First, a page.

As cars go, the Corvette is about as American as fireworks bursting into a stars and stripes pattern on the Fourth of July.
Now, Chevrolet is taking its legendary sports car to new heights while reviving the Stingray name first introduced in 1963. But unlike the “SS” badge that frequently found its way onto undeserving cars, this name will carry the weight it should.
It’s impossible to isolate one change that characterizes the seventh generation of America’s sports car and that’s a very good thing.
From the body to the drivetrain to the interior – yes, the interior – Chevrolet just unveiled the greatest car to wear the crossed flag crown since its inception. In fact, Chevy says this new Corvette has a better power-to-weight ratio than both the Porsche 911 and Audi R8. Curb weight is still unannounced, but the aluminum frame is 99 lbs lighter than the previous generation and both the hood and roof are made of carbon fiber.
All New Really Means All New
Literally everything about the car is new and exciting. So much so, in fact, that it’s hard to choose what comes first. Keeping that in mind, there wouldn’t be anything worth mentioning without the new LT1 small block V8.
General Motors’ new V8 makes 450 hp and 450 lb-ft of torque. That’s enough to find 60 mph in under four seconds, but launching to warp speed is only part of the fun.
In fact, racing into top gear isn’t what has the AutoGuide.com staff so excited. That honor is reserved for the car’s rev-matching seven speed manual transmission that GM says will help the car achieve 26 mpg. Of course, downshifting for the hell of it will be hard not to do and horrible for fuel economy.
You aren’t likely to be worrying much about gas mileage on track days – something that will be hard to pass up on considering the car offers 50-50 weight distribution and is 57 percent stiffer than the outgoing model.
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Super Performing Suspension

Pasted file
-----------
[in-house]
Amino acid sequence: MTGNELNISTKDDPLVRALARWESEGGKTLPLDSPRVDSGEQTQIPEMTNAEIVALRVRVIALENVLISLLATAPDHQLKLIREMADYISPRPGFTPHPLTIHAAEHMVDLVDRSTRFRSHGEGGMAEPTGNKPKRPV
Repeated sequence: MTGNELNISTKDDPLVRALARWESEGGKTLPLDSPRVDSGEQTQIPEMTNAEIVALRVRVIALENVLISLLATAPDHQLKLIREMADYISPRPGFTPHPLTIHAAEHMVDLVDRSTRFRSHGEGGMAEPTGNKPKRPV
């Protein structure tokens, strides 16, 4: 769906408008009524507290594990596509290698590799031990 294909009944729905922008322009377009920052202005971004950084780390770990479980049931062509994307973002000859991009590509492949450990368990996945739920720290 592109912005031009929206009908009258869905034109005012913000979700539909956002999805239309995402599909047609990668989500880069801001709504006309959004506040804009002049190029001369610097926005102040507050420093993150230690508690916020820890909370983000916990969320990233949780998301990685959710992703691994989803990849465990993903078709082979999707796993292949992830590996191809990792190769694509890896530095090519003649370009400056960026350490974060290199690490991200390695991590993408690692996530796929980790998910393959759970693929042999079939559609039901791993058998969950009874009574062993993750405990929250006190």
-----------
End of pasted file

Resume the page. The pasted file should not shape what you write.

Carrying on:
The available Z51 performance package comes with an electronically controlled limited slip differential, dual-cast, slotted rotors and 19-inch wheels. Perhaps the biggest draw for the premium package, though, is the available magnetic selective ride control suspension that made the ZL1 Camaro such a track monster.
Hopefully you’ve got a second handkerchief because there’s more coming once you’ve finished wiping the drool from your chin
Reviving the Stingray name called for bold styling changes unlike the C6, which was more of a hop-skip than a full stride from the previous generation’s body.
“For the new Corvette to be called a Stingray, it had to deliver an incredible, purposeful visual impact – just as the original did in 1963,” said Tom Peters, exterior design director.
Chevrolet followed the industry trend and opted for LED lighting, most notably with what it calls “dual-element” taillights that depart more from traditional Corvette styling than any other element.
The front fenders are designed to reduce drag while the new hood vents help cut lift. The Z51 package also includes brake-cooling ducts and a unique rear spoiler.
Finally, a Real Interior
Finally, GM addressed long-standing complaints about the car’s interior.
There are two seat options to choose from, both of which are housed in a lightweight magnesium frame. Mind you, those seats could be made of diamonds and that wouldn’t make them any nicer to sit in, but that’s a detail to save for the test drive.
Chevrolet also added dual eight-inch infotainment screens equipped with its “MyLink” software. While this isn’t the first touch screen to sit in a Corvette, this is the first time for a so-called “infotainment” system. That might draw mixed opinions, but once again, it’s an issue for the test drive.
Cringe if you like over that idea, but the truth is that Chevrolet could probably put a dancing bear wearing a tutu on those screens and most people wouldn’t even notice.
This time around Chevrolet didn’t just tip-toe past the curve, it did cartwheels over it.
The Stingray is back and headed for production in the third quarter of 2013. Not only that, but it stands to give cars that were previously more premium-feeing some serious competition.